Nick Weddell

Nick Weddell is a sculptor living and working in the USA. He creates metamorphosed versions of everyday objects ranging from cups to armchairs in order to catalyze a celebration of that which is and a challenge to seek that which could be. His work is an arbiter of progress, a wrecking ball of convention, and above all a harbinger of joy.

If you had access to all the powers, how would you improve the world?
This is a tough one because there are so many things that appear to need fixing in our world. I suppose I would grant everyone the ability to accomplish whatever improvements that deem necessary in their life. I would prevent anyone from using their powers for malignant purposes, but I would want everyone to have the same powers that I did. That kind of power should not be held by one person, I think.

What are the biggest sustainability challenges in your work and how are you addressing them?
The biggest sustainability issue in my work is definitely the energy usage, be it electricity or gas, that is required to fire ceramic. As of right now there is no way to fire ceramic without using energy, in the near future kilns may be powered by solar energy, but for now all we can do is not waste any of this energy by firing only half full kilns or using kilns to dry out work to speed up the process that can be done with time and patience.

Which conscious lifestyle choices are you making? And are you considering any new ones?
What conscience lifestyle choices am I making? Well, I am trying to live within the moment that I occupy presently, and not fall into the thoughts that tend to carry me outside of the stream of time. Daily meditation helps with this, but I have far to go. I look forward to being able to get exercising outdoors come spring.

What have you rebelled against in the past, and what are you rebelling against now?
I think in the past I rebelled against the same types of things I am rebelling against now. I am a maker of everyday objects: plates, cups, chairs, but I investigate alternate ways to make these objects to challenge the mundane moments that they typically inhabit.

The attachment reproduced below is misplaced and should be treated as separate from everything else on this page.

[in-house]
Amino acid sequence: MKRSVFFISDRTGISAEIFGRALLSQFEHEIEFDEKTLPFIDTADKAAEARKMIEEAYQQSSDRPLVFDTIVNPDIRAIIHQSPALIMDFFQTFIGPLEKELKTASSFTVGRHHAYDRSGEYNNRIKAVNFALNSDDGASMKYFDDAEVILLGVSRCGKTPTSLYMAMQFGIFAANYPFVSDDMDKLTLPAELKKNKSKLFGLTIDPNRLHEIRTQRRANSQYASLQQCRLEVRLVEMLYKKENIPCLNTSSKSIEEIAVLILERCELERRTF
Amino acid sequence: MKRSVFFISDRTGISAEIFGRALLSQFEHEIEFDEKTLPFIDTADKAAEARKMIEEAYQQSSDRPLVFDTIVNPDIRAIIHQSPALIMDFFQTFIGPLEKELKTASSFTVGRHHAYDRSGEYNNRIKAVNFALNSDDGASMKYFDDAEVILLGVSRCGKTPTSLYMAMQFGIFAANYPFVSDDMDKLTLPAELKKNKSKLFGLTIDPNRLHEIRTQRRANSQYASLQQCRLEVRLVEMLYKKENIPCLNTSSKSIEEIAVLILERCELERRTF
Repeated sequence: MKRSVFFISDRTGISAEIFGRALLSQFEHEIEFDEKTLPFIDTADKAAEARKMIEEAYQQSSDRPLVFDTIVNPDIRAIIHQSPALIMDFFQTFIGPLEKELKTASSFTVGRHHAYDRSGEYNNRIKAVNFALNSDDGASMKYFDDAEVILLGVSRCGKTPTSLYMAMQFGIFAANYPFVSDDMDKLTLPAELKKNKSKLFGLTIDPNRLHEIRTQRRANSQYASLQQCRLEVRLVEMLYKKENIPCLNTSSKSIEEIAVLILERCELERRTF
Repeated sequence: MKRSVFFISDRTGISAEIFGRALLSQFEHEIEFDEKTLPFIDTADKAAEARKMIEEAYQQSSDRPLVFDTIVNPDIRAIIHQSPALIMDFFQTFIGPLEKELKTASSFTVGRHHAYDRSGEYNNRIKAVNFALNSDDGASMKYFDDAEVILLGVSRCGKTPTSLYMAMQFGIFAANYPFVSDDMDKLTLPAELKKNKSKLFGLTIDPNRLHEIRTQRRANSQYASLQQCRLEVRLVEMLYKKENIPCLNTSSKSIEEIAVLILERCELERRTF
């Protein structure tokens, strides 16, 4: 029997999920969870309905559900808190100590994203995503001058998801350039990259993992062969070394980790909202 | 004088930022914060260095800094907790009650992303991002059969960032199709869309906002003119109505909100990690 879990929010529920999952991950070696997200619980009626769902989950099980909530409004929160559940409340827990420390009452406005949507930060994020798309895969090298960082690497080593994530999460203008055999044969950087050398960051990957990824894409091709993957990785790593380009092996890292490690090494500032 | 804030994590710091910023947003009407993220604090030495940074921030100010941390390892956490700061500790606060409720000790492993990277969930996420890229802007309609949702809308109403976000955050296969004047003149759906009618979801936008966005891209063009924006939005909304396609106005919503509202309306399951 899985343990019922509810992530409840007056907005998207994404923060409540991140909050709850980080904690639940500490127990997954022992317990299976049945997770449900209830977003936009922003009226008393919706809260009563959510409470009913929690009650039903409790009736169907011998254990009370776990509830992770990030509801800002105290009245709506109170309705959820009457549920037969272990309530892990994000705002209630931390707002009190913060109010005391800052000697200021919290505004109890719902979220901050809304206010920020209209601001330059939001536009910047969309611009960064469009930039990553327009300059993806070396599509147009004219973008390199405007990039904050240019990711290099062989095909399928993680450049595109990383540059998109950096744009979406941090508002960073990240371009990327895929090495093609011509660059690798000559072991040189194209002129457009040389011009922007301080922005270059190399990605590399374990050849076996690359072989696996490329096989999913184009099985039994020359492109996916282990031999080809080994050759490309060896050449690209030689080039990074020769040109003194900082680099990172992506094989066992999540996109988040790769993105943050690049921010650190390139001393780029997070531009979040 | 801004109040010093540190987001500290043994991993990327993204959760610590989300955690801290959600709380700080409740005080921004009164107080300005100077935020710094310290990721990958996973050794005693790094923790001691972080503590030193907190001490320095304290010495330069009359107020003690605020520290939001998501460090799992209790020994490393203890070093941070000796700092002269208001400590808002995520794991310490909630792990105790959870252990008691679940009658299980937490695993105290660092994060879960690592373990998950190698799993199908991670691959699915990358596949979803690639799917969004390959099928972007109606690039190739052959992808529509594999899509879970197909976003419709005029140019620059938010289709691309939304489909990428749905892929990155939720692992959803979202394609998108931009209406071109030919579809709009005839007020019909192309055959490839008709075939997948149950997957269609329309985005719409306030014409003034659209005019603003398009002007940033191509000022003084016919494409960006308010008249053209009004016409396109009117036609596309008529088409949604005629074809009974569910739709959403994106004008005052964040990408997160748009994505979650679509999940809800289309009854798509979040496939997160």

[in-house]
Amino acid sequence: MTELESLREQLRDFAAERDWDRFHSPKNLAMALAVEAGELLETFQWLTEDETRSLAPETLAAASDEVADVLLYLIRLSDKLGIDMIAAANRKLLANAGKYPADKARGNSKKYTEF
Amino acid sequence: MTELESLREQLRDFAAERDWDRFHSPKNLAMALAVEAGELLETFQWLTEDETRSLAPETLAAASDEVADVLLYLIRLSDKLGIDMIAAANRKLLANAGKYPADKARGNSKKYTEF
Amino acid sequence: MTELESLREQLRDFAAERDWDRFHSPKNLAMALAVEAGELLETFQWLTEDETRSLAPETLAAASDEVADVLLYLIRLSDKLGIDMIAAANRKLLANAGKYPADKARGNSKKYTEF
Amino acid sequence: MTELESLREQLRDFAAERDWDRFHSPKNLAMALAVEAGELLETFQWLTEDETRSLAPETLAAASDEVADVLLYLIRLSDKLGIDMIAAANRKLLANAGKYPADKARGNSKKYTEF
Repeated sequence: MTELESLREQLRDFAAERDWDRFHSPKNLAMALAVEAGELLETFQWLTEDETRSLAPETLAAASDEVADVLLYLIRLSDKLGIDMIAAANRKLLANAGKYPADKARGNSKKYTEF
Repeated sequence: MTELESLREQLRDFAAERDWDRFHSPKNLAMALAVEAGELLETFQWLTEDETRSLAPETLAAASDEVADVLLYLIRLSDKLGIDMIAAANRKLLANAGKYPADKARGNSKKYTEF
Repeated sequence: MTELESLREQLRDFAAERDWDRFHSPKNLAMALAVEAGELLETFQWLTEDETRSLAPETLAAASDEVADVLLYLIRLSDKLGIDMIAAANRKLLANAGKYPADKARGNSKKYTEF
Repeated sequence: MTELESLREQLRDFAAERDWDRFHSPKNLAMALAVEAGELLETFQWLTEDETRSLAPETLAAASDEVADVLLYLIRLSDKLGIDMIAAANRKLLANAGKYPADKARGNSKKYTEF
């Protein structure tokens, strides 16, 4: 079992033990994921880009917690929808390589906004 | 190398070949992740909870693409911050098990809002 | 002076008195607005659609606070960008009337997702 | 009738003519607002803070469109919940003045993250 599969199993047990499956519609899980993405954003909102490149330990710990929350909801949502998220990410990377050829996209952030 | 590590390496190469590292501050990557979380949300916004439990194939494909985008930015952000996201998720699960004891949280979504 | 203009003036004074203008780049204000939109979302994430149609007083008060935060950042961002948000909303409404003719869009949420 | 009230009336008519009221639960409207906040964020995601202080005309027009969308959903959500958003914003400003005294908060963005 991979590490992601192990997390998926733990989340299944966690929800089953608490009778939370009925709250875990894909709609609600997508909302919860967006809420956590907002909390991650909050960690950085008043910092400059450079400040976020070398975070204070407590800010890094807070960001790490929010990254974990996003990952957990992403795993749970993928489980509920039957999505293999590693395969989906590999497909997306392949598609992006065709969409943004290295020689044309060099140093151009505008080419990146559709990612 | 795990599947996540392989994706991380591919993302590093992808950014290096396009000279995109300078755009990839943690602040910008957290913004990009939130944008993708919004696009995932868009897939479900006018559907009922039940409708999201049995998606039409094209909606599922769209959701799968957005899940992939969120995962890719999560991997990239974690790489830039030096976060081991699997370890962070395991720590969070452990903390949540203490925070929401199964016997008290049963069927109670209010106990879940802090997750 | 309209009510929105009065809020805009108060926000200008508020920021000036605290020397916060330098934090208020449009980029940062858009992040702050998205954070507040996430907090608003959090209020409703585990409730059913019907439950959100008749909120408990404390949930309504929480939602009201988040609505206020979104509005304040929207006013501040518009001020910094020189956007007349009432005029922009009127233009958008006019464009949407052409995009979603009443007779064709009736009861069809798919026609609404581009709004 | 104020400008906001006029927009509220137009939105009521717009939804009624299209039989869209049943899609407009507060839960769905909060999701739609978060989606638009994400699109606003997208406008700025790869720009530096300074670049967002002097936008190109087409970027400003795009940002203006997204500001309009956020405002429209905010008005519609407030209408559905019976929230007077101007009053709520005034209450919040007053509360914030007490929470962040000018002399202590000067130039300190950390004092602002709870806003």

Do you think tableware can still be improved? If yes, in what way?
Always. I think everything can be improved and transformed and redefined. I wish the types of objects that are used in Steinbeisser were more commonly used in a day to day setting. I think we could all use a little more daily fun.

What was the inspiration for your Steinbeisser pieces?
I had not made a foray into plates and serving dishes so it was a fun opportunity to take what I normally do with cups and apply it to a plate that could serve several people at a time. The horizontal nature of the plates makes me think of miniature landscapes that I could shrink down and explore.

Describe your work in 3 words!
Celebratory. Alien. Goop.

What kind of materials do you use and where do you get them from?
I mix my own materials from bags of raw materials sourced from around the world. Many of these ingredients are only found in one place on Earth and so shipping them from England or New Zealand is an unfortunate necessity. Luckily it does not take much of these materials to make a lot of clay so a little goes a long way. To color my clay and glazes I use stains or oxides found in the ground.

What has been your favorite dinner experience?
Mmm, I went to a restaurant in Chicago that is now closed called Ruxbin. I do not remember many precise details but it was the best dining experience of my life. So much attention to detail and pacing. It was incredible.

What excites you about tomorrow?
What excites me about tomorrow is that I will get to work in the studio.

What are your 3 favorite pieces on Jouw…?
The Moment Spoons by Joo Hyung Park, the Wine Glasses by Jochen Holz and the Dinner Creatures by Machteld Lambeets.